IndyCar paddock moves on from Pocono debate

IndyCar drivers are largely ready to stop talking about the first lap crash that marred Pocono on Sunday.

The IndyCar community is ready to move on from the first lap incident at Pocono Raceway last weekend.

Friday afternoon at Gateway marked the first time the paddock had converged since spending the week dissecting and legislating a five-car pileup that began when Takuma Sato took Alexander Rossi and Ryan Hunter-Reay three-wide — the resulting crash also collecting Felix Rosenqvist and James Hinchcliffe.

The crash, which resulted in no serious injuries, was blamed on everything from Sato’s driving style to Pocono’s compatibility with the modern IndyCar Series.

Rahal Letterman Lanigan Racing even sent out a rare midweek statement in support of its driver, including a link to Sato’s on-board video, an effort to prove that he didn’t veer left into Rossi and Hunter-Reay.

Sato was adamant that he kept his car pointed straight towards the Tunnel Turn and that the Andretti Autosport teammates drifted up into him. It was arguably the most analyzed incident in the recent history of IndyCar to not feature a serious injury.

Sato is just relieved, and perhaps vindicated, by evidence that took a degree of criticism off his shoulders.

“Honestly, I just wanted people to know what happened and what are the facts,” Sato told Autoweek after qualifying on Friday. “I wanted people to see what happened before judging.

“With today’s television, we can react very quickly, which unfortunately, led to a lot of bad fire after the race. Of course, we can always improve. We can learn from it. No one wants to see that happen. I think we can now understand what happened very clearly now. I appreciated the team’s statement. I’m very fortunate to have their support. We’ll learn from it and we can focus on this weekend.”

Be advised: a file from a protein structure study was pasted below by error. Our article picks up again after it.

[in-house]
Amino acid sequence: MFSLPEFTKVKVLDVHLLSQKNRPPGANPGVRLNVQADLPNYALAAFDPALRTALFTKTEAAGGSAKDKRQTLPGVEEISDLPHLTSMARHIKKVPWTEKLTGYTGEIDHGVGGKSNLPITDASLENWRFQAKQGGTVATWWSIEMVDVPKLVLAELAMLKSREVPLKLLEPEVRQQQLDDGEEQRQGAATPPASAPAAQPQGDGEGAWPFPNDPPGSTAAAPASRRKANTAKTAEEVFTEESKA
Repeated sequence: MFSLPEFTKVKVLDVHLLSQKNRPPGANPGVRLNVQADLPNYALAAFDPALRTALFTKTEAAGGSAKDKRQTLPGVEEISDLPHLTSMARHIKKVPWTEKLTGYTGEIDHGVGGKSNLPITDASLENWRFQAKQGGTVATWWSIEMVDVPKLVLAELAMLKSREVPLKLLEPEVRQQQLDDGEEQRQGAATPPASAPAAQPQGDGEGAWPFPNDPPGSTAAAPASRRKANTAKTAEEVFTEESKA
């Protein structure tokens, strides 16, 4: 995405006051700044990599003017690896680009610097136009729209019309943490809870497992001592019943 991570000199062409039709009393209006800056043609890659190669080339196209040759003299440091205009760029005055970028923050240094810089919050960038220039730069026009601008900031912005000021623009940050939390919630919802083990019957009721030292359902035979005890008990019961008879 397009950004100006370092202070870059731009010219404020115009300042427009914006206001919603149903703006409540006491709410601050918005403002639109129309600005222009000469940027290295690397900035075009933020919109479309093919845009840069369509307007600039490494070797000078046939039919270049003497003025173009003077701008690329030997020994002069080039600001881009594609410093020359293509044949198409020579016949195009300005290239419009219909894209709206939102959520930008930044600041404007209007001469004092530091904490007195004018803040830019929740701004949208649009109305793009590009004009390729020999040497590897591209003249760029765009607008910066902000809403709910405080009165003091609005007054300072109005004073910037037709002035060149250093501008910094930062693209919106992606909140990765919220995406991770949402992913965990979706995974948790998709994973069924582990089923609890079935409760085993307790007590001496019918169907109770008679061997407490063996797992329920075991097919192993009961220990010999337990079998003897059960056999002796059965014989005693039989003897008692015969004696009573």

In the immediate aftermath of the incident, Hunter-Reay said he wanted to see the replay before commenting. Having seen all the available video evidence, Hunter-Reay was still adamant that Sato was in some degree culpable.

“Takuma was third man in, he was the aggressor on that,” Hunter-Reay told NBC. “I gave Alex plenty of room. I think from the time you exit Turn 1 as you are going into Turn 2, we take our natural line we take on any lap which is you exit up by the wall, come down to the left and then arc it back up to the right to set up for the corner.

“But as Takuma said in his interview immediately after the accident when you get the clearest, most unbiased response from drivers, he said he thought he was clear. He was coming down and it looked that way, too. Maybe his spotter told him he was clear, or he misjudged it and thought he was clear.”

The crash left Sato upside down on top of Hunter-Reay’s car, briefly sent Rosenqvist to the hospital for further evaluation and deeply impacted Rossi’s championship hopes.

Rossi was 16 points out of the championship lead entering the weekend at Pocono and is now 35 back with three races remaining.

When asked if he had any additional thoughts after reviewing the video evidence posted over the past week, Rossi declined to comment and said he was focused on the remaining races.

Graham Rahal, Sato’s teammate, agreed with that sentiment but in much stronger terms.

“I’m not commenting on it,” Rahal said. “I think we wasted way too much time on this. It’s been a week. We’re at Gateway. We need to get beyond it. Things happen. Here we are. That’s my personal opinion. I see stuff out on social media still today.

“There’s a million ways you can look at it. At this point who cares. Just move forward.”

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